Wade Barsad wasn't what you might call 'well-liked'. A Jersey native who was an 'accountant' in Youngstown, Ohio (that's code for 'mob'). Not too many people are sad to see him go. Three days of questions end up with Walt, the Barsad's caretaker, and a young boy headed up to a remote mesa in search of some clues to Mary's behavior. What started out as a bit of an overnight camping trip turns into a struggle for survival and a chase on a horse so fast it'll pin your own ears behind your head.

The complex interplay amongst the residents of Absolam and Walt play out over a quick week where Johnson brings the vastness of Wyoming and the quirks of the locals alive. This episode is largely Longmire vs. Absolam with little presence of the Longmire family (Cady, Henry Standing Bear, Vic, et al.). Simply put . . . another winner. Can't get enough of Longmire.

next up: Junkyard Dogs

East Coast Don

Available from Amazon.

Saturday, November 15, 2014

The Boys in the Boat: Nine Americans and Their Epic Quest for Gold at the 1936 Berlin Olympics

The Boys in the Boat is a nonfiction story about the University of Washington crew team in 1936 which won the gold medal. The well-written story begins in 1932 as the boys enter the University of Washington in Seattle, a school with a long history of doing well at crew, but the coach, Al Ulbrickson, had never taken a team to the Olympics. The book is about the life of Ulbrickson, but more so of the boys he chose to lead his team. As much as their ultimate success at Munich was already known, Daniel James Brown has created an intense drama in which the outcome seemed uncertain. Clearly, the characters who would finally be in the Olympic boat were not known until the very end.

Brown successfully takes the reader through an education about this unique sport by focusing on the rich lives of the people in the boat, especially Joe Rantz, a quiet man who’s mother who died when he was only three, and then was abandoned by his father, stepmother and half-siblings when he was only 15 years old. Totally poor, Joe became a quiet man who was determined to find a way to get himself through college, and making the crew team was his means of doing so. Brown also focused on the life of the boat builder, poet, and crew savant, George Yeoman Pocock whose cedar sculls were the best in the world.

Of course, the story culminates in Germany, the Olympics of Jesse Owens (who was never mentioned in this book). Brown did a marvelous job of describing Germany in the 1930s and the importance of the Olympics to the Third Reich. He described it Germany’s attempt to show the world an illusion of itself as a progressive people, not the truth of their hatred that was already developing. He accurately captured the anti-Semitism which was sweeping the country. Hitler actually attended the finals of the eight-man race from which he walked away so disappointed, a defeat that Brown said portended the outcome of the war.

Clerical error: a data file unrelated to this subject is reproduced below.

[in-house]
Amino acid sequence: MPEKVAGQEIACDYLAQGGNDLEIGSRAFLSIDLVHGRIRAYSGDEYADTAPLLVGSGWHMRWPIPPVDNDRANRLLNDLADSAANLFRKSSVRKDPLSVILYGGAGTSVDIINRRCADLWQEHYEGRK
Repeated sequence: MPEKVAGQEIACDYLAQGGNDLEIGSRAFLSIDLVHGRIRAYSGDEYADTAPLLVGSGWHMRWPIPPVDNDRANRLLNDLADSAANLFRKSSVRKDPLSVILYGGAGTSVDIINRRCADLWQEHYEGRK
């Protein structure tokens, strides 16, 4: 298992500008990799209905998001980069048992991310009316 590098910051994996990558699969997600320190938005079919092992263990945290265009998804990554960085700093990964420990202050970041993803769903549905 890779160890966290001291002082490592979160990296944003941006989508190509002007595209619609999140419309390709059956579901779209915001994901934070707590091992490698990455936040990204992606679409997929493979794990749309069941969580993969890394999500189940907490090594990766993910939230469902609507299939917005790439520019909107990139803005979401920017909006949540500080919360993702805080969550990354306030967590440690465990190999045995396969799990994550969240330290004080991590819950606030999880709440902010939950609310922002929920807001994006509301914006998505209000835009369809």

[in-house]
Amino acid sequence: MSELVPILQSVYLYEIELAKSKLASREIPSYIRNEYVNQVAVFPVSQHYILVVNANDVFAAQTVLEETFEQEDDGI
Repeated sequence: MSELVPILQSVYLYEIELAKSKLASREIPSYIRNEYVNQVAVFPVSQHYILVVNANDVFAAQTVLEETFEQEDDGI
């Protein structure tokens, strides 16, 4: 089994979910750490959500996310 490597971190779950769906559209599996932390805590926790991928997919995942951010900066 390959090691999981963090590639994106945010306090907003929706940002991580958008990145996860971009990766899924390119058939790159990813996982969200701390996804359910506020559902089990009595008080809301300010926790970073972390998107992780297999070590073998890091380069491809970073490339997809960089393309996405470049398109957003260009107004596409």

If you’re a fan of the history of World War II or of the Holocaust, this is a book for you. My report about this book is but a dry review of what was an exciting book. You certainly don’t have to be a sports fan or know anything about crew to love this work. Brown captured the beauty of teamwork at its finest.

Thursday, November 13, 2014

Pacific Beat by T. Jefferson Parker

Jim Weir is a former detective in the Newport Beach police department and after several years on the force turned to deep sea treasure hunting for some adventure.  His first expedition is more adventure than he’d bargained for and he ends up in a Mexican jail.  After his release Jim is welcomed home like the prodigal son by his mother, his sister Ann, Ann’s husband, Ray who is also his best friend and a Newport cop, and Becky, his ex-girlfriend.  Their joyous reunion is short lived because on the night of Jim’s return, Ann is brutally murdered.  Her body washes ashore with multiple stab wounds indicating a violent, passionate attack.  The Newport police investigation uncovers one witness, a homeless guy who saw a squad car leaving the crime scene about the time of the murder.  The police chief chooses not to implicate his own officers and asks Weir to conduct his own covert investigation.
Jim’s investigation leads him to places he’d rather not go.  Seems his sister had a dark private side beginning with an affair as a teenager with David Cantrell, a wealthy local businessman.  Ann became pregnant and her parents arranged a secret birth and adoption far away from Newport Beach.  Since that time Ann’s mother and Becky have joined forces to become political enemies of Cantrell with opposing views on environmental and real estate development issues involving Newport Beach and the Balboa Peninsula.  Though Ann loved her husband Ray, she had become restless of late.  She started secretly seeing Cantrell again and was paranoid someone was watching her.  So Jim unearths his family’s unpleasant past and must cope with that while mourning the death of his sister.  Meanwhile the killer watches his every move.